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Rail Unions Say New Covid Testing Regime Is “Not Enough” To Stop Train Cancellations

Rail Unions Say New Covid Testing Regime Is “Not Enough” To Stop Train Cancellations

Rail services have been cancelled by multiple train operators this week due to Covid-related staff absencses (Alamy)

4 min read

Rail unions are calling for government to bring in enhanced social distancing measures to prevent more staff being forced into Covid self-isolation as services across the UK face severe disruption as a result of staff shortages.

A third of trains have been suspended at some stations in recent days, with around one in 10 workers off due to coronavirus. Absence figures are even higher for drivers, leading already reduced timetables to be affected further as commuters return to the railways after the Christmas break.

On Tuesday, Boris Johnson outlined plans to prioritise testing for 100,000 key workers across multiple industries, including rail staff, in an effort to reduce the number of people having to self-isolate.

But unions have said the plans are “not enough” to tackle issues caused by staff being off sick or isolating. 

Mick Whelan, general secretary of Aslef, which represents drivers, said there is a 10 to 20% shortage across the country right now.

He said he was “intrigued” by the PM’s announcement of daily testing for key workers, but said capping it at 100,000 “massively under-counted” the number of people across critical industries.

“There are 21,000 drivers alone, never mind other rail staff,” he told TimesRadio. He believed a return to tighter Covid restrictions brought in at the start of the pandemic would help keep trains running.

Whelan felt more social distancing would “ease the risk” of staff being forced to self-isolate and prevent workers using “overcrowded mess rooms” they are currently, which is leading to services being cancelled.

The TSSA union, which represents travel industry workers, has called for the introduction of enhanced social distancing measures for staff would help curb absences. 

“The government should have had plans in place to deal with what was widely expected to come from another spike in cases. There aren't even enough tests for everyone,” Manuel Cortes, TSSA general secretary, told PoliticsHome.

“No one – whether workers or passengers – should be put in harm's way.

“Tests, social distancing and robust risk assessments must be used to keep people safe, with the proper arrangements in terms of sick pay and support."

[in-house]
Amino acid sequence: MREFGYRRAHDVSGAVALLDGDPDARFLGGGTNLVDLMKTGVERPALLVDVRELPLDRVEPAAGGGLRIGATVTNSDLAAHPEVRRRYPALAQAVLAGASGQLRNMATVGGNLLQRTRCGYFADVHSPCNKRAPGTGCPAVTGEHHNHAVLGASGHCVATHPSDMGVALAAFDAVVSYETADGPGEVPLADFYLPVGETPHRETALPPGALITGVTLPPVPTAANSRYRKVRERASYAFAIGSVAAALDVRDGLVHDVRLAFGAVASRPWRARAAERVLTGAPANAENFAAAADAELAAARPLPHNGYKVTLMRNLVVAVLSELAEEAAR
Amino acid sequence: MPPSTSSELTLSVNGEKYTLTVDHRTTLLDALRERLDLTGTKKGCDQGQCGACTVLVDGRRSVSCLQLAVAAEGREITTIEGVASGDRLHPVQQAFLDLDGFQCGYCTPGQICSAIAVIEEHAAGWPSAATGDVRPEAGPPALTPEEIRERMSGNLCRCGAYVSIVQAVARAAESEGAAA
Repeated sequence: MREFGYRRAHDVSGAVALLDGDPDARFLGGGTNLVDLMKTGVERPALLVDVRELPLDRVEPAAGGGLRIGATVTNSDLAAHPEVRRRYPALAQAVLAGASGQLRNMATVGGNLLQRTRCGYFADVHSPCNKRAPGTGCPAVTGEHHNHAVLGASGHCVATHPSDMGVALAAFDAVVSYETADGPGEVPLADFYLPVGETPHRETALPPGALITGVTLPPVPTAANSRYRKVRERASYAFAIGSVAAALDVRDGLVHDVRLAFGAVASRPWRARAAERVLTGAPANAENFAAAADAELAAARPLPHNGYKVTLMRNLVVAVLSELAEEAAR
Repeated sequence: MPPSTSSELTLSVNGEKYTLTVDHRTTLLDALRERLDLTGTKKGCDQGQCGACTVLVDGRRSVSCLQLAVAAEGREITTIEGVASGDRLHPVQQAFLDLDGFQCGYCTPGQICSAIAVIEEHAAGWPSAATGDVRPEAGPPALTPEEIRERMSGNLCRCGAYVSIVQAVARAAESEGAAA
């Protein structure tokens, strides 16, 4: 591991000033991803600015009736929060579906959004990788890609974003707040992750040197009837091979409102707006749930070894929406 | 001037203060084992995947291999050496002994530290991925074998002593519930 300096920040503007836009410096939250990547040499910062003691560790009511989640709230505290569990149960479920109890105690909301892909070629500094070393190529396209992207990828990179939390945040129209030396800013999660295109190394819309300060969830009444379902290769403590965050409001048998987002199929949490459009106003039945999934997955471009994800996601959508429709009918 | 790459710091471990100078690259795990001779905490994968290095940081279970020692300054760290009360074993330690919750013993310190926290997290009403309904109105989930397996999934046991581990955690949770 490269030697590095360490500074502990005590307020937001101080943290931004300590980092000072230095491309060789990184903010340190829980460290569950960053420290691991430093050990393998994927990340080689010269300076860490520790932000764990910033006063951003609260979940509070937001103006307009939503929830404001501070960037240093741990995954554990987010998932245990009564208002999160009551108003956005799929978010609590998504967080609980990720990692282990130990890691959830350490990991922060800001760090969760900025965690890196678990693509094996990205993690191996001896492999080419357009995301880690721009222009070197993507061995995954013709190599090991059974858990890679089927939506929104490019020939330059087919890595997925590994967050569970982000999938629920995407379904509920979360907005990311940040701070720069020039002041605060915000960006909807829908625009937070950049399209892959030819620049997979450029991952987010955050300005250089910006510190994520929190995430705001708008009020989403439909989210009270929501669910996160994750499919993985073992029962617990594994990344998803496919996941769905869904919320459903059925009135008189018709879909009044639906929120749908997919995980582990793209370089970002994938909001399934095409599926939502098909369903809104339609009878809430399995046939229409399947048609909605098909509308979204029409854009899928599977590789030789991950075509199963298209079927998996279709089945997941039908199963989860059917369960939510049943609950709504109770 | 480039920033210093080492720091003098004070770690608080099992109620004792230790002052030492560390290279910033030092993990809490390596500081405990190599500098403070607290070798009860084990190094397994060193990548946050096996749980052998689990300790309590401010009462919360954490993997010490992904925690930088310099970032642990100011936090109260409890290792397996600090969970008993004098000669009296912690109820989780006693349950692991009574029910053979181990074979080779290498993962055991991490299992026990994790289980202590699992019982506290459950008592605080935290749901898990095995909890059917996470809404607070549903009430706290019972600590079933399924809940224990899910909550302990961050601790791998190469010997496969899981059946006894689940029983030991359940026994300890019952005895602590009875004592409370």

Cortes has also warned that a “national rail strike in 2022 is very much on the cards” as workers face losing their jobs this year without an extension to a no compulsory redundancy agreement.

The TUC criticised the Prime Minister’s priority testing plan, calculating it will not include 99% of key workers under the government’s own definition.

The Rail Delivery Group estimates more than 6,000 staff are currently absent, with multiple train companies announcing reduced timetables and warning passengers of further cancellations this week.

Alex Hynes, boss of ScotRail, said on Tuesday the company had "hundreds" of staff off work due to having Covid or isolating, while John Robson of rail operator CrossCountry said its staff absences were "worsening each day", and they were having to cancel trains to protect core services at peak times between cities.

Bosses at Southern trains decided they cannot run any of their services out of London Victoria, and have cancelled all trains for two weeks as a result of pandemic-related staff shortages.

There are no Gatwick Express services “until further notice” because of the “ongoing effect of coronavirus isolation and sickness”, while East Midlands Railway have replaced some services with buses, and numerous other lines are seeing reduced timetables along with alterations and cancellations at short notice.

RMT general secretary Mick Lynch told PoliticsHome there is a “logic to adjusting services” due to current shortages, but warned “using this crisis to cynically bulldoze through permanent cuts to services and staffing levels" would meet stiff resistance from his trade union.

"The current situation exposes existing shortages of staff and shows just how the transport companies have been winging it on the cheap for years,” he said. 

“That has to stop. With the ongoing supply side fiasco for testing kit it makes sense for key workers to be prioritised - but it's no excuse for poor planning and central government incompetence."

Labour’s shadow transport secretary Louise Haigh criticised ministers for not showing leadership as passengers who rely on these services face a “nightmare” this month.

“Labour wrote to ministers weeks ago about the need for proper contingency plans for inevitable shortages as staff do the right thing and self-isolate," she told PoliticsHome.

“Today we learn that as disruption mounted, rather than take action, Ministers went awol leaving behind growing travel chaos.

“It defies belief that the transport secretary still hasn't said a word about the huge disruption facing passengers.

“Grant Shapps should come out of hiding, show some leadership, and get a grip on the disruption facing passengers.”

A spokesperson for the Department for Transport said: “We recognise the frustrations facing passengers and have taken a number of steps to reduce the impact this is having on our railways through accelerating the rollout of our world-leading booster campaign and reducing the isolation period for those testing negative.”

They said train operators were asked to produce “emergency short term timetables” which will come into force from the middle of January and promise to provide a more “reliable and consistent service” to passengers.

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